1. Rogers has cornered the GSM market in Canada and is the only carrier to offer the iPhone, but that is about to change. Telus and Bell have tag-teamed to erect an HSPA+ network and will be offering the iPhone as early as next month. Just in time for the holiday season and with plenty of time to ready themselves for the 2010 games in Vancouver.
It’s true that 3G is not yet ubiquitous which mean VoIP over 3G is not something that will drive massive adoption in the near term, but it will be enough of a detractor for a good percentage of the users to not choose Rogers if Telus and Bell allow VoIP over 3G on the iPhone.
2. Rumors have it that Globalive / Wind Mobile is hot on trail of Rogers and will be completing Phase 1 of their network build-out as early as this spring. They too might be carrying the iPhone. None of the big three want to get beat out by the new guy on the block.
3. Other devices on the Rogers network already have apps that deliver VoIP over 3G service. It’s not the network that is the limiting factor here, it’s the Apple app store and the contract they have with the carriers representing the iPhone.
4. Net Neutrality. I am sure that Rogers would like to avoid getting dragged into the same kind of kerfuffle the FCC has been crowing about in the US. The Internet does not stop at the desktop, so why should those it be left out of such conversations, it simply shouldn’t.
It’s should also be clear that Apple would prefer it if the carriers would allow VoIP over 3G. It would mean more devices sold and more interesting apps in the app store. I just can;t see Apple saying “no thanks” to VoIP related (product and service) revenue in the app store.
I think the question is more a matter of ‘when’ as opposed to ‘if’. Hopefully it’s soon!
It’s been a while since I spent any amount of time thinking about the endpoint world but some recent developments around mobile SIP clients and softphones have my attention once again. The question is, “Are we ready for a 3G softphone?”
With 3G comes plenty of bandwidth and powerful mobile devices. The likelihood that carriers will want to cannibalize their own revenue in order to deliver VoIP on the cheap and/or free is… low, to say the least. With that being said there are rumblings that this is in fact what they are planning.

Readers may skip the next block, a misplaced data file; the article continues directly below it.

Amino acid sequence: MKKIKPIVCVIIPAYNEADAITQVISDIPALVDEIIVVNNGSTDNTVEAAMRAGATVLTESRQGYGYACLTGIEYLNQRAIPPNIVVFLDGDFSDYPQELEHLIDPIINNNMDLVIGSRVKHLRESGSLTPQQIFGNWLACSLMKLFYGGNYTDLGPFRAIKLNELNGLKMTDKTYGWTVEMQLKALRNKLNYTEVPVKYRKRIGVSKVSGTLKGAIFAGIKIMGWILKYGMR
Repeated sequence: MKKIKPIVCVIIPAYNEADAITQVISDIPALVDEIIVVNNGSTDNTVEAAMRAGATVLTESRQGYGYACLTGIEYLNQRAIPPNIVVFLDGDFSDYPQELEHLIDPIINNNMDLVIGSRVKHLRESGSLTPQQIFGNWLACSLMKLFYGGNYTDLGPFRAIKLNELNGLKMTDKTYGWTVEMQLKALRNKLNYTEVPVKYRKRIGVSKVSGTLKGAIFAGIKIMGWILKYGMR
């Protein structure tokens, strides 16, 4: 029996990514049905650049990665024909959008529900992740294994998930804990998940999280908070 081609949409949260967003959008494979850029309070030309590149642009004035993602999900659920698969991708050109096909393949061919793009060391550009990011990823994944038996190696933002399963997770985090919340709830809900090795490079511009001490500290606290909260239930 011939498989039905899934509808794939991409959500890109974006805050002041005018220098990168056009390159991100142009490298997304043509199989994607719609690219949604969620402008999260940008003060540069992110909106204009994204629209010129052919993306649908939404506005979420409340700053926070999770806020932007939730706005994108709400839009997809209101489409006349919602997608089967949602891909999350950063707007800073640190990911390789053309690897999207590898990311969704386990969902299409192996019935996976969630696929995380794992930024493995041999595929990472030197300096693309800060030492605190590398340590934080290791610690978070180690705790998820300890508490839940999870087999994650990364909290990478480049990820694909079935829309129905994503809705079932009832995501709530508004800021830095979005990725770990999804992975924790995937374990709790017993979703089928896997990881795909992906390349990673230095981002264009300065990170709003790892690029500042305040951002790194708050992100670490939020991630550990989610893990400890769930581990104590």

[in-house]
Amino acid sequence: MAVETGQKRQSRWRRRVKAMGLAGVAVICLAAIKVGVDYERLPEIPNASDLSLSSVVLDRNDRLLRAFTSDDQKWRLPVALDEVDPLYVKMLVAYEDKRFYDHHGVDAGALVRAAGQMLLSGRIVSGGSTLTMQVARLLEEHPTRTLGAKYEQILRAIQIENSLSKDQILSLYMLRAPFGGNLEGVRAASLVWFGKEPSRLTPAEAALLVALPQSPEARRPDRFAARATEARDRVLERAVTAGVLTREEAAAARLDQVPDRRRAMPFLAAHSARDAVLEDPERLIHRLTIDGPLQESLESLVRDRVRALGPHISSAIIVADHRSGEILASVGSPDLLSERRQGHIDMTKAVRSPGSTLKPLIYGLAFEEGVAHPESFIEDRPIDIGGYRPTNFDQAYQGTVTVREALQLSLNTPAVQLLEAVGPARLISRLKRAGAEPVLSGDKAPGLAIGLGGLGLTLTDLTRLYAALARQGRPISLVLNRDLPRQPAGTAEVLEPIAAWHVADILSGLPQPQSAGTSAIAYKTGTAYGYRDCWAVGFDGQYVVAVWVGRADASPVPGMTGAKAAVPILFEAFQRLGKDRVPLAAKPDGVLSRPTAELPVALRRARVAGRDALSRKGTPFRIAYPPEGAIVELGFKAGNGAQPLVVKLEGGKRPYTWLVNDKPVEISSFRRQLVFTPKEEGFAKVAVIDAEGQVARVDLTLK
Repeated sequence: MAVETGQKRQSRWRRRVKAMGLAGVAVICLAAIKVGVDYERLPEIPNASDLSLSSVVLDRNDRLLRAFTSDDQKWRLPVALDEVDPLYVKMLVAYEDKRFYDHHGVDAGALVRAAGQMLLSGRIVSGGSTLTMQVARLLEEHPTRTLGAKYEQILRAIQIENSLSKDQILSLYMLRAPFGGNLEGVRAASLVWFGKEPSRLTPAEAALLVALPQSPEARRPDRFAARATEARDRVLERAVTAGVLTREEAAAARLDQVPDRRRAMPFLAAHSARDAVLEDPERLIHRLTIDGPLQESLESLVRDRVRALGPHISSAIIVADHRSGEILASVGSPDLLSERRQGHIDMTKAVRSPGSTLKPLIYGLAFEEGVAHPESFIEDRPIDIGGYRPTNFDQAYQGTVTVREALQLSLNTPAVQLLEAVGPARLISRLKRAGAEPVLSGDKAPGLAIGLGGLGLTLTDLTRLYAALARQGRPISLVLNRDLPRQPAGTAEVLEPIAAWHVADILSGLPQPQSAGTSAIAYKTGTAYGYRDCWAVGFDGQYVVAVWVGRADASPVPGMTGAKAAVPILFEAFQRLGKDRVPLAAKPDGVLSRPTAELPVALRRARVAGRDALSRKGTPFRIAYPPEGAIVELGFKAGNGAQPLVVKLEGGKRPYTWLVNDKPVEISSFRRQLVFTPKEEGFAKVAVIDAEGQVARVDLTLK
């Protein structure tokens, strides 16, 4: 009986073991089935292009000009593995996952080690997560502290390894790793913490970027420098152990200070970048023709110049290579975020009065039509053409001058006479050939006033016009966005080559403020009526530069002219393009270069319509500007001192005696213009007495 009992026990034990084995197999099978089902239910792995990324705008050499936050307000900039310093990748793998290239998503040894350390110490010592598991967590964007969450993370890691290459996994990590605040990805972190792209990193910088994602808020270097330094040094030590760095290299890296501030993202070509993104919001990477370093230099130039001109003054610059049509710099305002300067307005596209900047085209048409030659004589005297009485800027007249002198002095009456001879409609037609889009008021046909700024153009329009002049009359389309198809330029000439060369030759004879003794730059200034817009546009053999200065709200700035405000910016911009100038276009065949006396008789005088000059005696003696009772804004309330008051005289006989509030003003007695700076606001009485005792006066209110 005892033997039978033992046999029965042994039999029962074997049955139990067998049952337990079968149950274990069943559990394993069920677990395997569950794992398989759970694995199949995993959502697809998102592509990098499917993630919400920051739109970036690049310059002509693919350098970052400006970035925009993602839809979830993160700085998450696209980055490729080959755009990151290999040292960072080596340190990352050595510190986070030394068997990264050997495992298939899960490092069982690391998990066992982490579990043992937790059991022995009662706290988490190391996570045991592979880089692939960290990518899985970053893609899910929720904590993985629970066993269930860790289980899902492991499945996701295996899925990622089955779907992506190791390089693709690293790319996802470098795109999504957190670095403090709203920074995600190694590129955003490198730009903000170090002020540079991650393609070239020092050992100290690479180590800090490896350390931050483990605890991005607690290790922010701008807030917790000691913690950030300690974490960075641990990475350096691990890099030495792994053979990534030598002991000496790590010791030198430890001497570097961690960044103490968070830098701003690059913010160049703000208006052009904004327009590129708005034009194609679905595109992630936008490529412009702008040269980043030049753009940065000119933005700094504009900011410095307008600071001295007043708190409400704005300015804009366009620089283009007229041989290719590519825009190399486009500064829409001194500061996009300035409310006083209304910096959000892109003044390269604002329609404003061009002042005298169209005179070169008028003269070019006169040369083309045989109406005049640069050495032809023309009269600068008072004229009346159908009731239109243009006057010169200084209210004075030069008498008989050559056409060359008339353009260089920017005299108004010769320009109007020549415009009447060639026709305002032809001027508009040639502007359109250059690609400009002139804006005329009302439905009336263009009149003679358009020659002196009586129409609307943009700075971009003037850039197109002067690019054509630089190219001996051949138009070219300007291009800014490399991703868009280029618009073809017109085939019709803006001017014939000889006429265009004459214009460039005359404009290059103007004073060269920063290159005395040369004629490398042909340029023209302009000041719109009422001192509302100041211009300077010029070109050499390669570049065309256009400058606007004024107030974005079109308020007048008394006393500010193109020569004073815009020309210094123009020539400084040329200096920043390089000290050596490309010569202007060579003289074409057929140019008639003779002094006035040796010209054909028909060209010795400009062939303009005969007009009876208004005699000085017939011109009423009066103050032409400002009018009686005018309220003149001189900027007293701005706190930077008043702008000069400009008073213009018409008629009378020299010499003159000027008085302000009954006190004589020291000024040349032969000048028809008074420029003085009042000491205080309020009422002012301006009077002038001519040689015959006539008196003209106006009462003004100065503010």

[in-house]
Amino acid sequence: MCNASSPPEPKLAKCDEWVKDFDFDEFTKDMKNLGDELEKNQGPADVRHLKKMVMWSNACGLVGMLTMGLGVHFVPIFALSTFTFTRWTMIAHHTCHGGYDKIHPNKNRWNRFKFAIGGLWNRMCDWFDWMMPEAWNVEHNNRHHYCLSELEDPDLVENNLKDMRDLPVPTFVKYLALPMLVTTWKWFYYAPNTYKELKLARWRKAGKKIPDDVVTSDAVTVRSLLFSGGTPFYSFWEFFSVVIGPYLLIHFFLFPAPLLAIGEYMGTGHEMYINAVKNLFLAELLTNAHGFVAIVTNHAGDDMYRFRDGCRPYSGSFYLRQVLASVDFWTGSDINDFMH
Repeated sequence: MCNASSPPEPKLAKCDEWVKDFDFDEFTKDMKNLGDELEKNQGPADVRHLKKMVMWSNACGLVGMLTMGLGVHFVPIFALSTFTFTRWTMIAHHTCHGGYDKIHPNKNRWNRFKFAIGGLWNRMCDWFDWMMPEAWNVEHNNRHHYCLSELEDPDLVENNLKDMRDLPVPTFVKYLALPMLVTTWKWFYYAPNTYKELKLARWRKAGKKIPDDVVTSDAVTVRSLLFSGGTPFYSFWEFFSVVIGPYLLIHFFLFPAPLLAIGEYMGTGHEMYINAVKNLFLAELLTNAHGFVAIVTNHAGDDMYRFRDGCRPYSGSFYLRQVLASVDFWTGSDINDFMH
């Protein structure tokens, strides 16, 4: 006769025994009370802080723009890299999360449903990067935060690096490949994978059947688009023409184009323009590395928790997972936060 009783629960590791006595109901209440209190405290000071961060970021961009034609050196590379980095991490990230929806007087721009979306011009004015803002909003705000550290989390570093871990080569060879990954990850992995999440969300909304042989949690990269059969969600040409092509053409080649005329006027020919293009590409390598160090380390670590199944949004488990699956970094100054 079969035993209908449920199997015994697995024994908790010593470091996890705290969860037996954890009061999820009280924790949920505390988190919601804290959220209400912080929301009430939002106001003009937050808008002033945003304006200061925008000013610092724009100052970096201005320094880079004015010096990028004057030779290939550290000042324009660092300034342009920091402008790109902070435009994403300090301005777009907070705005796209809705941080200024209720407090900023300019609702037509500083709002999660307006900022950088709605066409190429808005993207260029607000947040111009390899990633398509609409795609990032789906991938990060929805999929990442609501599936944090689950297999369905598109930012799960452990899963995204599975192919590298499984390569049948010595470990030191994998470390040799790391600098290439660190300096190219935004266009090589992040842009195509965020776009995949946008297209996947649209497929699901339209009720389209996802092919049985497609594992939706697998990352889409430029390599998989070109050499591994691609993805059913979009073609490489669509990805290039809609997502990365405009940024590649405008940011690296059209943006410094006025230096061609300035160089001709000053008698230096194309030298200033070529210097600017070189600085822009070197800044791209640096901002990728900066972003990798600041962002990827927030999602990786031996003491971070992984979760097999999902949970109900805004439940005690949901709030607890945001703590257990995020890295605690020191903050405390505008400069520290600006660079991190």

We all know that Rogers is bringing the iPhone to Canada on a 3G network. The fact that there is now an SDK for iPhone will make it rather easy to create a SIP client for the iPhone. On its own, the iPhone does not have enough of a subscriber base to drive mass adoption of a mobile SIP softphone, but it will certainly help.
I know the boys at Counterpath (Congratulations Donovan!) have been busy with FMC and it would seem as though they would be the carrier’s choice for any mobile 3G SIP softphone solution. Although, It’s not clear if a mobile SIP SDK is just a component within their enterprise offering?
So, what other 3G mobile SIP softphone solutions are there out there and which would qualify as a valid choice for a carrier?
If we search for “mobile sip” we see Nokia leading the charge. Not surprising, Nokia has been the predominant player in embedded SIP clients for years now. They have a bit of a leg up there, owning the device doesn’t hurt, or does it? From a carrier’s perspective one would think that getting further into bed with the device vendor could be troublesome but I guess it could work the other way as well.
Something else that’s interesting is that Google’s Android does not have a SIP stack. Not surprising when you think of it. After all Google Talk is still very limited in it’s telephony abilities. One would expect that with the introduction of Android, this would change.
Truphone would likely be a good choice but they are not a softphone vendor, they are a service provider, plus they currently only support Nokia devices. Although I know they have a version working on iPhone already and it would not surprise me if they were working on something for RIM devices.
So who’s left?